Study: Stress at Work Linked to Heart Disease

Researchers said they have found strong evidence of how work stress is linked to the biological mechanisms involved in the onset of heart disease.

According to the researchers, the study is the first large-scale effort to look at the cardiovascular mechanisms of work stress in the population. The research, published in the European Heart Journal on Jan. 23, is part of the long-running Whitehall II study, which has been following 10,308 London-based civil servants since 1985, and which is led by Sir Michael Marmot, professor of epidemiology and public health at University College London (UCL), UK.

Dr. Tarani Chandola, a senior lecturer in UCL's Department of Epidemiology and Public Health, the first author of this EHJ study, said: "Stress at work is associated with an increased risk of coronary heart disease but the mechanisms underlying this association have remained unclear until now.

Chandola said they study addressed three questions:

  1. Is the accumulation of work stress associated with higher risks of incident CHD and risk factors?
  2. Is this association stronger among working-age populations?
  3. Does work stress affect CHD directly through neuroendocrine mechanisms, or indirectly through behavioural risk factors for CHD, or both?

The researchers collected evidence on the incidence of CHD, deaths from CHD, non-fatal myocardial infarctions, angina, heart rate variability, morning rises in the levels of the "stress" hormone cortisol, the metabolic syndrome and behavioural risk factors such as diet, exercise, smoking and drinking.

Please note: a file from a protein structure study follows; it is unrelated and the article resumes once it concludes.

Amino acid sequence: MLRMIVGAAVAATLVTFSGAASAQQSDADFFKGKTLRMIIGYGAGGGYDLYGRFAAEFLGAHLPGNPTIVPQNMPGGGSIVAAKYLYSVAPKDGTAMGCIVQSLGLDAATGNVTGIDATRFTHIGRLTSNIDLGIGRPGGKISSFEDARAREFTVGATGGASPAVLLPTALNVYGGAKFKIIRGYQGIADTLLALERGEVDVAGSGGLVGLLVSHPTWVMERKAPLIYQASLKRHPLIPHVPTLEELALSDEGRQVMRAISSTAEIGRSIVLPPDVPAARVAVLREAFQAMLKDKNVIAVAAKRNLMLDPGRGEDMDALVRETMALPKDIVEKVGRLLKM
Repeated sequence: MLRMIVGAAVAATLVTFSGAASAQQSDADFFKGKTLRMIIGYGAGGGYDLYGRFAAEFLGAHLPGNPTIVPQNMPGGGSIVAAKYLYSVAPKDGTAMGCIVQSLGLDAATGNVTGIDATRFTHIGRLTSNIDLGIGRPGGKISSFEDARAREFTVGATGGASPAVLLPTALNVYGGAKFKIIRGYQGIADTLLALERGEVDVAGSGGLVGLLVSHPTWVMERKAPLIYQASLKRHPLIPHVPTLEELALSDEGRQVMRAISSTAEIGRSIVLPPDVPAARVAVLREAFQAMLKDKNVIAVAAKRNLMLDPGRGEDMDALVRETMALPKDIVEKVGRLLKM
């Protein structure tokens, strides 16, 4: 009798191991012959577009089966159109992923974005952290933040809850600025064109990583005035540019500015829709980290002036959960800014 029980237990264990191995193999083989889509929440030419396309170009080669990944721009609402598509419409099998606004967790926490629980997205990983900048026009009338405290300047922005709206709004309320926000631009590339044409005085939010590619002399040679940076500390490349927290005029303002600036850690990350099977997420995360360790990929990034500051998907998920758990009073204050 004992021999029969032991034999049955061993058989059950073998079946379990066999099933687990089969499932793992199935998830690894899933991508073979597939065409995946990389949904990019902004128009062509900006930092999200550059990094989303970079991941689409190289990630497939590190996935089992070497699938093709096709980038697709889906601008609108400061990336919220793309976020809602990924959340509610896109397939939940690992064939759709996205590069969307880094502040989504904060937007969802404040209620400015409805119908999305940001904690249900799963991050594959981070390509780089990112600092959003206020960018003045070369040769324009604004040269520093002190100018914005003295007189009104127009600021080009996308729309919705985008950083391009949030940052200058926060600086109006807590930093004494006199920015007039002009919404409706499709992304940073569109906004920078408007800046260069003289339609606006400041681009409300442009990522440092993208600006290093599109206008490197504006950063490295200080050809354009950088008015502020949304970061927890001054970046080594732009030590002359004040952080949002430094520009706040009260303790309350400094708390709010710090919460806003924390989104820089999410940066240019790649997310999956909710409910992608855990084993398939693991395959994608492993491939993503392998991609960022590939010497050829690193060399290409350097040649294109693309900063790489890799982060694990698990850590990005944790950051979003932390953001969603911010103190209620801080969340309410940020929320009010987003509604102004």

The researchers said that during 12 years of follow-up, they found that chronic work stress was associated with CHD and this association was stronger among both men and women aged under 50; their risk of CHD was an average of 68 percent more than for people who reported no stress at work. Among people of retirement age (and therefore less likely to be exposed to work stress), the effect on CHD was less strong.

Chandola said the most important new finding was the evidence linking work stress with the biological mechanisms underlying CHD. The autonomic nervous system (ANS) is the part of the nervous system that regulates involuntary actions, such as the action of the heart, and it has a central role in the neuroendocrine stress responses. The signals that are sent to the heart by the vagus nerve, telling it how to work and controlling the variability of the heart rate, are mediated by the ANS.

The researchers found that workers who suffered from greater stress were more likely to have lowered heart rate variability. They also found that the hypothalamic-pituitary-adrenal axis (HPA) -- a major part of the neuroendocrine system -- was disturbed by greater stress, and this was shown by the fact that stressed workers had higher than normal morning levels of cortisol. These results were independent of the workers' health behaviors.

The researchers also found work stress was associated with poor health behaviors that could lead indirectly to CHD. Work stress is associated with a poorer diet in terms of eating less fruit and vegetables, and less exercise. In this study, around 32 percent of the effect of work stress on CHD could be explained by its effect on health behaviors and the metabolic syndrome, the researchers said.

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